When the damping factor is equal to 1 (ζ = 1), the circuit response is critically damped and the output current can be expressed as Equation (12).
When the damping factor is larger than 1 (ζ > 1), the circuit response is over-damped and the output current can be expressed as Equation (13).
Equations (11), (12), and (13) must be solved under the initial conditions to derive the equation for the output current at each case.
During the period when the switch is closed, voltage loop Equation (6) can be rewritten as Equation (14).
_{O}
.
At least two conditions are required to determine the magnitude of output ripple current Δ
i_{O}
and phase
φ
in Equation (15). Thus, the equations for the initial and final values of the output current must be derived when the switch is closed.
Fig. 6
shows the equivalent circuit of the proposed boost converter when the switch is open. By applying KVL to this circuit, we obtain
Equivalent circuit of the proposed boost converter when the switch is open.
Front-end inductor current waveform of the proposed boost converter.
Fig. 7
shows the waveform of the front-end inductor current of the boost converter. The waveform can be expressed as Equation (17).
With Equations (16) and (17), the first-order differential equation of the output current can be obtained as Equation (18).
Thus, the expression for the output current when the switch is open can be obtained as Equation (19) by solving Equation (18).
Therefore, the output current at t = DT and t = T can be expressed as Equations (20) and (21), respectively.
The initial and final values of the front-end in ductor current when the switch is open are similar to its final and initial values when the switch is closed as shown in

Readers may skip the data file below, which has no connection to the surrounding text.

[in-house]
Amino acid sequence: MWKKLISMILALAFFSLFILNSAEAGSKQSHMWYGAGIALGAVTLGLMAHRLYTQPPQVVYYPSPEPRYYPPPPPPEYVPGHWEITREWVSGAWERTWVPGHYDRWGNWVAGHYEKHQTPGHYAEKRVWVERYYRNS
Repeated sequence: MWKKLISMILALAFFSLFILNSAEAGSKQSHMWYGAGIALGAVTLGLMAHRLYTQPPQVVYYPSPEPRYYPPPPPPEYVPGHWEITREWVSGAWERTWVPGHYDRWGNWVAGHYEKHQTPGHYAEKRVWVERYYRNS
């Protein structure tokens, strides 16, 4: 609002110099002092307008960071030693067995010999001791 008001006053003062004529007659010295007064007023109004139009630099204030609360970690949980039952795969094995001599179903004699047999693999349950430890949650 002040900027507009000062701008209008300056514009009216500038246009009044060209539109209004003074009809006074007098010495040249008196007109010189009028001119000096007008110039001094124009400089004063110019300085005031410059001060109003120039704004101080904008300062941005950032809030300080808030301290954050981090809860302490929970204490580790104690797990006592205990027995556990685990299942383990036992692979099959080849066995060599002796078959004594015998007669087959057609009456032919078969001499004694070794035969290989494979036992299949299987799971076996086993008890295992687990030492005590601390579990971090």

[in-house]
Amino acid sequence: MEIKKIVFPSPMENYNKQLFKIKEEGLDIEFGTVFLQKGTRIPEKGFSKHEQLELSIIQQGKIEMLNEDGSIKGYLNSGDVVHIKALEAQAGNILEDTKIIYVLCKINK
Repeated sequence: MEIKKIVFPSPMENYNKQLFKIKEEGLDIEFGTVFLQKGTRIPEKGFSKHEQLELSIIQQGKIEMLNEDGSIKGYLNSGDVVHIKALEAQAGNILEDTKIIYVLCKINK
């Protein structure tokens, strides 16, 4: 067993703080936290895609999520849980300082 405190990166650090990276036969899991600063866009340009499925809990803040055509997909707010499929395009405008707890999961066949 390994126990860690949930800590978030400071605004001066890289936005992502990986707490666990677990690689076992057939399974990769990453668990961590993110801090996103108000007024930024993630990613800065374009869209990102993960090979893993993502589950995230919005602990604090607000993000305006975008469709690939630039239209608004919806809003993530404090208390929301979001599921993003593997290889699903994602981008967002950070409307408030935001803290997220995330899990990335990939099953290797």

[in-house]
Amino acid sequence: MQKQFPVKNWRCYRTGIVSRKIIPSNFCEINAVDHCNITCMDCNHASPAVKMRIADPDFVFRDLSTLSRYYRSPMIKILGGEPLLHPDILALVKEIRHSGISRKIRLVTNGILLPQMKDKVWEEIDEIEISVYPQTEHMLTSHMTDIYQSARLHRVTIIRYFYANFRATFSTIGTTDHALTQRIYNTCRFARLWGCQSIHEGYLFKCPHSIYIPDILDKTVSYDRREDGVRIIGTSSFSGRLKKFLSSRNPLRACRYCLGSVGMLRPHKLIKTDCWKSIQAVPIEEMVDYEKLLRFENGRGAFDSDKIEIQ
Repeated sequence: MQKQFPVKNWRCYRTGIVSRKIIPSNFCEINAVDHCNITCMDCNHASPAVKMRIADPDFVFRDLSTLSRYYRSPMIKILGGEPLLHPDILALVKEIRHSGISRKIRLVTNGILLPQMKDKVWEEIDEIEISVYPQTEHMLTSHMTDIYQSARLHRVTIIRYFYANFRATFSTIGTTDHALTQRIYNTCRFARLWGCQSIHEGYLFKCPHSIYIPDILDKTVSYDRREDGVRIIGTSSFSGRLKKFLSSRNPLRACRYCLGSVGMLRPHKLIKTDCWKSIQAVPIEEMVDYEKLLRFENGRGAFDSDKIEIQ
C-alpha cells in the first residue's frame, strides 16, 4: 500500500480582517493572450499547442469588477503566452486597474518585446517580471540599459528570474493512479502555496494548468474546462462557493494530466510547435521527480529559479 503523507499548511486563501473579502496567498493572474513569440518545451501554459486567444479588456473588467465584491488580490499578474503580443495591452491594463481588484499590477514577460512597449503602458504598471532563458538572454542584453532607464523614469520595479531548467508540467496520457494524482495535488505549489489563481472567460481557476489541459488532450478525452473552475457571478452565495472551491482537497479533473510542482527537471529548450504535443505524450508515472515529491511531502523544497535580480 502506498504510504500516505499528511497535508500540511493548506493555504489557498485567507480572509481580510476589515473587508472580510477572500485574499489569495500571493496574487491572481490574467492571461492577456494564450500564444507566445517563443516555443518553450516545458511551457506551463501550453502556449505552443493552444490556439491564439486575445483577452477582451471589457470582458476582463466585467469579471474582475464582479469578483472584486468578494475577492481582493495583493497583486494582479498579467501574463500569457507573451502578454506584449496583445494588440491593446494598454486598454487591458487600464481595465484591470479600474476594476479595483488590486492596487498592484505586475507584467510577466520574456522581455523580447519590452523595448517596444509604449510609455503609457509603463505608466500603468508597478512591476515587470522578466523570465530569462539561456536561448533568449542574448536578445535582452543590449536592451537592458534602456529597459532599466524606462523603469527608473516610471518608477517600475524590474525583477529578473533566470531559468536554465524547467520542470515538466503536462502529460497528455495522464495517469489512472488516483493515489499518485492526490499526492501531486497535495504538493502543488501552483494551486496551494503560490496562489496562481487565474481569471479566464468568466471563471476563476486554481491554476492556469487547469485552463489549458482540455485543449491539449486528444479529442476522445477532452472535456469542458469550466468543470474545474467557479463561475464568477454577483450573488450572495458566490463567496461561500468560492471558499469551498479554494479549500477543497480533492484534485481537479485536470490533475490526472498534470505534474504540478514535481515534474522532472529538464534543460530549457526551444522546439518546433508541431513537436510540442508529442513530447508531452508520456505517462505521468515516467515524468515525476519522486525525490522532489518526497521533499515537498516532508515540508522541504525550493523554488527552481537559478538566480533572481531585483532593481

Fig. 7
. Thus, we obtain
By using this relationship and substituting the initial conditions of Equation (22) into (15), the magnitude of the output ripple current in the under-damped case can be expressed as Equation (23).
_{O}
.
Equation (24) shows that the output current reaches the maximum value at t = 0 and the minimum value at t = DT. Hence, the maximum and minimum values of the output ripple current can be expressed as Equations (25) and (26), respectively.
During the switch-on time, the variation in the voltage on the output capacitor and its effective series resistance (ESR) can be calculated as Equations (27) and (28), respectively.
The voltage at the output inductor can be expressed as Equation (29).
Thus, the voltage variation on the output inductor between t = 0 and t = DT can be derived as Equation (30).
The voltage variation on the parasitic components between t =0 and t = DT can be expressed as Equations (31), (32), and (33).
The voltage variation on the capacitance of the battery can be neglected given the huge capacitance of the battery.
With Equations (14) and (27)–(33), the output ripple current in the critically damped case can be expressed as Equation (34).
where:
Considering that the maximum and minimum values of the output ripple current can be observed at
t_{1}
=
0
and
t_{2}
=
DT
, the coefficients in Equation (37) can be expressed as Equations (38) and (39).
During the switch-on time between t = 0 and t = DT, the variation in the voltage on the output capacitor and its ESR can be calculated as Equations (40) and (41), respectively.
The voltage at the output inductor can be expressed as Equation (42).
Thus, the voltage variation on the output inductor between t = 0 and t = DT can be derived as Equation (43).
The voltage variation on the parasitic components between t = 0 and t = DT can be expressed as Equations (44), (45), and (46).
With Equations (14) and (40)–(46), the output ripple current in the critically damped case can be expressed as Equation (47).
where: